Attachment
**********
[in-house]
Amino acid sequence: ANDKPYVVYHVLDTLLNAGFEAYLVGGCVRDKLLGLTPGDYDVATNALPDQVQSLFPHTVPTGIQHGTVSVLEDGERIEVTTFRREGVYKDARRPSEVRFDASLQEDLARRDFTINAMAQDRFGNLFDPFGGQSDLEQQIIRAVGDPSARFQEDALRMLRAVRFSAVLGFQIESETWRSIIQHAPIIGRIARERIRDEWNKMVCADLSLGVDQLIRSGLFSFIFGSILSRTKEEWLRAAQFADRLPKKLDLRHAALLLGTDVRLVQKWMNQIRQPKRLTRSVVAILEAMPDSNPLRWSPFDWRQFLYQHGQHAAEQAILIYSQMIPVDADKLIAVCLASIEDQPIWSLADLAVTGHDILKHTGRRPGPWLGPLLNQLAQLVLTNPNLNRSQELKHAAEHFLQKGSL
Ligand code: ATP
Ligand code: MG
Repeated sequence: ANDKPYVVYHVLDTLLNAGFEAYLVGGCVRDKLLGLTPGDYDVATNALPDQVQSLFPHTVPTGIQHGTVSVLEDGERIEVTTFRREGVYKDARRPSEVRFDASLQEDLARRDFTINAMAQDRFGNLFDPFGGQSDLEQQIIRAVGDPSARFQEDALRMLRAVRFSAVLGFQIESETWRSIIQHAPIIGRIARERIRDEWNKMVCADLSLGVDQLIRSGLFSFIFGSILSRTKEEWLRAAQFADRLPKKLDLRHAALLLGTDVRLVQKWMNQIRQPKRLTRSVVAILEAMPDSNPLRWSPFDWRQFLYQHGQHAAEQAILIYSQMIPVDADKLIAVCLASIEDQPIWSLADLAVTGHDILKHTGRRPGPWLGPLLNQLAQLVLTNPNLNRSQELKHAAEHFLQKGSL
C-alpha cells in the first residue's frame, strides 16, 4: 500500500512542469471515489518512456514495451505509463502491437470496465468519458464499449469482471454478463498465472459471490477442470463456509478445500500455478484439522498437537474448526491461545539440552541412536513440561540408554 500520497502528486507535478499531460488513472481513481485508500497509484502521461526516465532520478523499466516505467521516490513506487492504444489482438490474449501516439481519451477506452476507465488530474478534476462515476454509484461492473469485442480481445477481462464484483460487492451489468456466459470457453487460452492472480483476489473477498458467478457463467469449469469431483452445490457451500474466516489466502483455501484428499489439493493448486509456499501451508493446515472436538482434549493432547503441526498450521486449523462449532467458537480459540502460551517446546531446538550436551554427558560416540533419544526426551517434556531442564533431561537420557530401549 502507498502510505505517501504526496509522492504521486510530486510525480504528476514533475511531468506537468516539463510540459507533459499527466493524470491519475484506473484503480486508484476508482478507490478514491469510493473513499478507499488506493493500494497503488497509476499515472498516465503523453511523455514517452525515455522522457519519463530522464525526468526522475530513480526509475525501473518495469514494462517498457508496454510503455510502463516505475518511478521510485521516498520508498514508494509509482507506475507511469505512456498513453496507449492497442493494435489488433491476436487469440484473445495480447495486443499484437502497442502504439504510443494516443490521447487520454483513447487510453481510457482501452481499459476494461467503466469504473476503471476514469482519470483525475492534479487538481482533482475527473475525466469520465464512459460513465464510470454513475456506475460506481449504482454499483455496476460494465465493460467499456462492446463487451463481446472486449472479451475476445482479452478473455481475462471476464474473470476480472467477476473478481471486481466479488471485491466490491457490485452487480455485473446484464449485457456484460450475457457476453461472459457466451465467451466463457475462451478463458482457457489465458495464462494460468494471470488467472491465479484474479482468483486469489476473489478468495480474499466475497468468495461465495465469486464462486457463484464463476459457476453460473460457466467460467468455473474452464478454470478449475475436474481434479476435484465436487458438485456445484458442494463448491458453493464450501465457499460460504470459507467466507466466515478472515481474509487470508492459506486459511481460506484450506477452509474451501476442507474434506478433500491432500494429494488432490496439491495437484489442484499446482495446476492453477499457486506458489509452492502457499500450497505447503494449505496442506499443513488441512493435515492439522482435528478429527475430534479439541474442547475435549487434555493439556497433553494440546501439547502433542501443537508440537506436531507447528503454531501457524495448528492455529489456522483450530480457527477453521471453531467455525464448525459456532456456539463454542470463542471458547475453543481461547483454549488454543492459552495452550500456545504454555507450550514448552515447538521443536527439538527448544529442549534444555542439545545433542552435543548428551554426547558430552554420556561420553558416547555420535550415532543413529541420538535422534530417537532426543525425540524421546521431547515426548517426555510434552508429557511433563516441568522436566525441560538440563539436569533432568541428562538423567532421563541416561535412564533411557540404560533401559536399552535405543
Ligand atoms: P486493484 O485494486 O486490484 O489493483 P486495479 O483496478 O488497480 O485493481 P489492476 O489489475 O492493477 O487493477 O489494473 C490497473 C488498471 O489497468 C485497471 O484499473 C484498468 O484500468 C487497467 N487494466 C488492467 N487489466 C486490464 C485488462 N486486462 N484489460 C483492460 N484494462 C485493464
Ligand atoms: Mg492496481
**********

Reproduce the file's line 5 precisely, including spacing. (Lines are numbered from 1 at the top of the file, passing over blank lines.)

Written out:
Repeated sequence: ANDKPYVVYHVLDTLLNAGFEAYLVGGCVRDKLLGLTPGDYDVATNALPDQVQSLFPHTVPTGIQHGTVSVLEDGERIEVTTFRREGVYKDARRPSEVRFDASLQEDLARRDFTINAMAQDRFGNLFDPFGGQSDLEQQIIRAVGDPSARFQEDALRMLRAVRFSAVLGFQIESETWRSIIQHAPIIGRIARERIRDEWNKMVCADLSLGVDQLIRSGLFSFIFGSILSRTKEEWLRAAQFADRLPKKLDLRHAALLLGTDVRLVQKWMNQIRQPKRLTRSVVAILEAMPDSNPLRWSPFDWRQFLYQHGQHAAEQAILIYSQMIPVDADKLIAVCLASIEDQPIWSLADLAVTGHDILKHTGRRPGPWLGPLLNQLAQLVLTNPNLNRSQELKHAAEHFLQKGSL